As all contract managers know, managing contracts is a highly complex task prone to errors — of omission, duplication, inconsistency, and so on.
When the Constant Is a Variable
Over the recent holiday weekend, this blog contributor took a road trip through several destinations in New England. Beautiful weather, even more beautiful scenery and lots of “interesting” driving techniques on the highways. During various points in the trip, patterns and thoughts about likely causes and effects began to emerge and it became apparent that, like travelers, software in the future will need to handle not only a world of external variables, but that the constant, the user, must also be considered a variable – which makes things far more complex (and fun).
Many aspects of driving involve variable ranges in the conditions of weather, traffic heaviness, the vehicle one is driving or passengers in the car; but the presumed constant is the driver (you’re always you). The same could be said for procurement software in the sense that there are variable ranges for a host of conditions that dictate how best the procurement process should run at any given time – while the user remains constant. But, as noted while driving 600+ miles through cities and countryside – the driver (and therefore the software user) is also very much a variable.
Consider having just packed up the car and heading to the highway in the early hours of a clear morning. There aren’t many other cars on the road yet, it’s still a bit dark outside and the driver has the luxury of easing into driving mode without much consequence. A not completely alert driver pulling off a sweater or taking a sip of too-hot coffee could otherwise label her as distracted or dangerous, but at this time with these conditions, it’s fine and easy to adapt. Consider the more impatient driver who has just pulled out from a rest station several hours later and while merging into much heavier (and aggressive) traffic realizes that the sun glare is blinding and sunglasses must be dug out of the console and put on NOW. This could be dangerous. The same driver is not the same driver just as the conditions are not the same conditions.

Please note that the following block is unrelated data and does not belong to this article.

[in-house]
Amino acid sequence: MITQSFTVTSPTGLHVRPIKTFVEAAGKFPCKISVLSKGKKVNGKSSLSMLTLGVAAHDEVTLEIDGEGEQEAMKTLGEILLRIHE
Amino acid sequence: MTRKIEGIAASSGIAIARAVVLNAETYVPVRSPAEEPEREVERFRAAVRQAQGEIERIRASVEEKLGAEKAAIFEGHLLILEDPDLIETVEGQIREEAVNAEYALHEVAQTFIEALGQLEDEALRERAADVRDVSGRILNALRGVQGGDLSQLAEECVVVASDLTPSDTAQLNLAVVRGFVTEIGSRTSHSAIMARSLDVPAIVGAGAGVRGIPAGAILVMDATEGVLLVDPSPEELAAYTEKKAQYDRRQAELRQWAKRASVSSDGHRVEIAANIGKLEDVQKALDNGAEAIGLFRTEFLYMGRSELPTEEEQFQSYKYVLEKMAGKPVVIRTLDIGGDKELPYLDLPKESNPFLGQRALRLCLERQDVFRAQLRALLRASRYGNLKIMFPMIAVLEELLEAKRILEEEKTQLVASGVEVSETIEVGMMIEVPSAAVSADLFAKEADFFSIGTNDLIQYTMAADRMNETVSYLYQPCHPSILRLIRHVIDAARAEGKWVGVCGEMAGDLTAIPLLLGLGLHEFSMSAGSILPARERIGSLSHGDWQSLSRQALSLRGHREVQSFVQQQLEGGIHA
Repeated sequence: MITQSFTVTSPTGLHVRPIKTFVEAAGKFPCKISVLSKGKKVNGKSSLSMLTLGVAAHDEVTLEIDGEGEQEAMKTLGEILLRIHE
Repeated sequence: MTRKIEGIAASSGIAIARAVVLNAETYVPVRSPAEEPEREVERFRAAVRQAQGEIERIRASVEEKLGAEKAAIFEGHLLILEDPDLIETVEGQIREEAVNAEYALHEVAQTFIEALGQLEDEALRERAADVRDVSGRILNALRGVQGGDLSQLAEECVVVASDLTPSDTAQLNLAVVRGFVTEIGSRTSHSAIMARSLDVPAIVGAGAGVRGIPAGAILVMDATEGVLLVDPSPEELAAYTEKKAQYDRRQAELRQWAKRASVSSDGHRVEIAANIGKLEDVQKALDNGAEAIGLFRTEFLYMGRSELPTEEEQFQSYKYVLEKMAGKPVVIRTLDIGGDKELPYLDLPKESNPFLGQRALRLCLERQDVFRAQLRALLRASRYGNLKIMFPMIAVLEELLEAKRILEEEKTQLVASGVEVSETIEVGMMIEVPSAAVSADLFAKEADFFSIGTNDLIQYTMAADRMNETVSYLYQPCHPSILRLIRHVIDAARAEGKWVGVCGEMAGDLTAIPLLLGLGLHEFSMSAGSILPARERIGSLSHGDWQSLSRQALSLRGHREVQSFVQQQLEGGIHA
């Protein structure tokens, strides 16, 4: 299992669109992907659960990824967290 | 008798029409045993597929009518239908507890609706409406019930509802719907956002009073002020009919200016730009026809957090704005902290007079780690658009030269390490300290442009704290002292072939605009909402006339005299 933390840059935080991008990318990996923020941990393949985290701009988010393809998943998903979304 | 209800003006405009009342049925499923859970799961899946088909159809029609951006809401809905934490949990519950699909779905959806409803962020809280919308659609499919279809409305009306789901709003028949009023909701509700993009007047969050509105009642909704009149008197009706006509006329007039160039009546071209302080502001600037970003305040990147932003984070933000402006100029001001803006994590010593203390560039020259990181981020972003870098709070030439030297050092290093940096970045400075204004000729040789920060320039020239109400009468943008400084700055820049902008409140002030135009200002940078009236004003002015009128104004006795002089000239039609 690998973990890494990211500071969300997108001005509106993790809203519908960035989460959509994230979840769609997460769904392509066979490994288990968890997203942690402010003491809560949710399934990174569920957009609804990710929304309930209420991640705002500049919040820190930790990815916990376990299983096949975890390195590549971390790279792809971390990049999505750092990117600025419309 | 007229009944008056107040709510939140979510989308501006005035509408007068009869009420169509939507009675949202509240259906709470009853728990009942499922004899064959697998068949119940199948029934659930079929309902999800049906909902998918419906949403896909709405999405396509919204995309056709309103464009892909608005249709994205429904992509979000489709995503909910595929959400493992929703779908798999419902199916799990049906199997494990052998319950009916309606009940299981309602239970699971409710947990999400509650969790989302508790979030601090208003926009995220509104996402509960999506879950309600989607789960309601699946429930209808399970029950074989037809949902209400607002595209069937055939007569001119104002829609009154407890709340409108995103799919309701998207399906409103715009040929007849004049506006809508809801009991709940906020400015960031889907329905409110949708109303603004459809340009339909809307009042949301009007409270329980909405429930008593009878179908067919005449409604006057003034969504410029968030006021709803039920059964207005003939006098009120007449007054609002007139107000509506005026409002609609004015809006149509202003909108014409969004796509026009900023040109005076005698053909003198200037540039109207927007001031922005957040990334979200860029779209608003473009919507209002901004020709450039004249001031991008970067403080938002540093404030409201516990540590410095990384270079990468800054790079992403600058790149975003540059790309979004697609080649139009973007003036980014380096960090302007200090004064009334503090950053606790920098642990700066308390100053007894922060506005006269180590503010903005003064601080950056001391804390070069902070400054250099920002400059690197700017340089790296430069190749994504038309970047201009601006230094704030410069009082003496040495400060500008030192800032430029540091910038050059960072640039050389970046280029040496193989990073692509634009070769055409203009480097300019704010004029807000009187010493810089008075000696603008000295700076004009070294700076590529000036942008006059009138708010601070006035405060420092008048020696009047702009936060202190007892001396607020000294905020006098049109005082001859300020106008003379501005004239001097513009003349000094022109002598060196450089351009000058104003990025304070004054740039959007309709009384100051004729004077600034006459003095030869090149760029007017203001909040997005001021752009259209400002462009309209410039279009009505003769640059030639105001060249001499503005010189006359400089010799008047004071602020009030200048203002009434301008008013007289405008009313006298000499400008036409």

The business software that we use in the future will need to allow for the fact that there is no consistent user mode in spite of the user being the same person. A procurement professional developing strategic targets and budget plans for the year ahead may need to draw on patterns of behavior and historical trends to build a model for how the future might look, whereas that very same user will want no distraction of trend reports and market analyses while trying to negotiate a contract with a supplier. Will the software know which version of the user is at work the system? If it does, then perhaps it will need to adjust itself dynamically to meet the user’s demands.
We do this kind of auto-adjustment in regards to other drivers all the time. We see someone weaving in the lanes, and we assume that person is tired or distracted and take care to get ahead of that car if possible. If we see excess aggression, speeding, honking, we assume that person is late, having an emergency, has had a bad day, and we are hopefully in a state of mind to back off and let that person be on his or her way so it doesn’t escalate or get dangerous.
Software might learn how to do this too. It could learn to react according to cues indicating the internal conditions of the procurement process as well as the external variable conditions being imposed by the user. The software might then adapt to be more useful and accurately responsive. In time, software may even teach this to itself based on the feedback we provide.
Image credit: Pixabay
Emerging technologies such as artificial intelligence (AI), robotic process automation (RPA), machine learning (ML) and natural language processing
Whether your business is a Fortune 500 company or a family-run supermarket, inventory management is critical.